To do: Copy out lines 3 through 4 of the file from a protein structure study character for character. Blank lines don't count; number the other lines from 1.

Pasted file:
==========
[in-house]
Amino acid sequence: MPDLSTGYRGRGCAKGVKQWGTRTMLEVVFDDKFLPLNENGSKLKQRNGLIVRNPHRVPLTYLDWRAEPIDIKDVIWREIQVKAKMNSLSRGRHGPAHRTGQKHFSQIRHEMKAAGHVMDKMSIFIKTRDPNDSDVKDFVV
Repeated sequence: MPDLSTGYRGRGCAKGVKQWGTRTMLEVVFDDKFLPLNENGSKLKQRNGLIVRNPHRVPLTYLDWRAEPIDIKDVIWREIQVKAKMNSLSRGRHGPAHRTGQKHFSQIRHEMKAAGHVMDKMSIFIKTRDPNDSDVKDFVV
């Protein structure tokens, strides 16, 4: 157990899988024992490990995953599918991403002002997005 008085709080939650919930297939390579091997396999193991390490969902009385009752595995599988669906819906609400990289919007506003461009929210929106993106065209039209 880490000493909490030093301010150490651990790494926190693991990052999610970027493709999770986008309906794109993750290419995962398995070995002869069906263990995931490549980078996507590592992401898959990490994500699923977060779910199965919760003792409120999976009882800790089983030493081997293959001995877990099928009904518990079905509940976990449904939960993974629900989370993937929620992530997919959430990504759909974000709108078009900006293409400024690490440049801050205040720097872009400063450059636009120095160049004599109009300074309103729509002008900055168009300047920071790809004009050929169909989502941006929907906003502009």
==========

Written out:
Repeated sequence: MPDLSTGYRGRGCAKGVKQWGTRTMLEVVFDDKFLPLNENGSKLKQRNGLIVRNPHRVPLTYLDWRAEPIDIKDVIWREIQVKAKMNSLSRGRHGPAHRTGQKHFSQIRHEMKAAGHVMDKMSIFIKTRDPNDSDVKDFVV
């Protein structure tokens, strides 16, 4: 157990899988024992490990995953599918991403002002997005 008085709080939650919930297939390579091997396999193991390490969902009385009752595995599988669906819906609400990289919007506003461009929210929106993106065209039209 880490000493909490030093301010150490651990790494926190693991990052999610970027493709999770986008309906794109993750290419995962398995070995002869069906263990995931490549980078996507590592992401898959990490994500699923977060779910199965919760003792409120999976009882800790089983030493081997293959001995877990099928009904518990079905509940976990449904939960993974629900989370993937929620992530997919959430990504759909974000709108078009900006293409400024690490440049801050205040720097872009400063450059636009120095160049004599109009300074309103729509002008900055168009300047920071790809004009050929169909989502941006929907906003502009």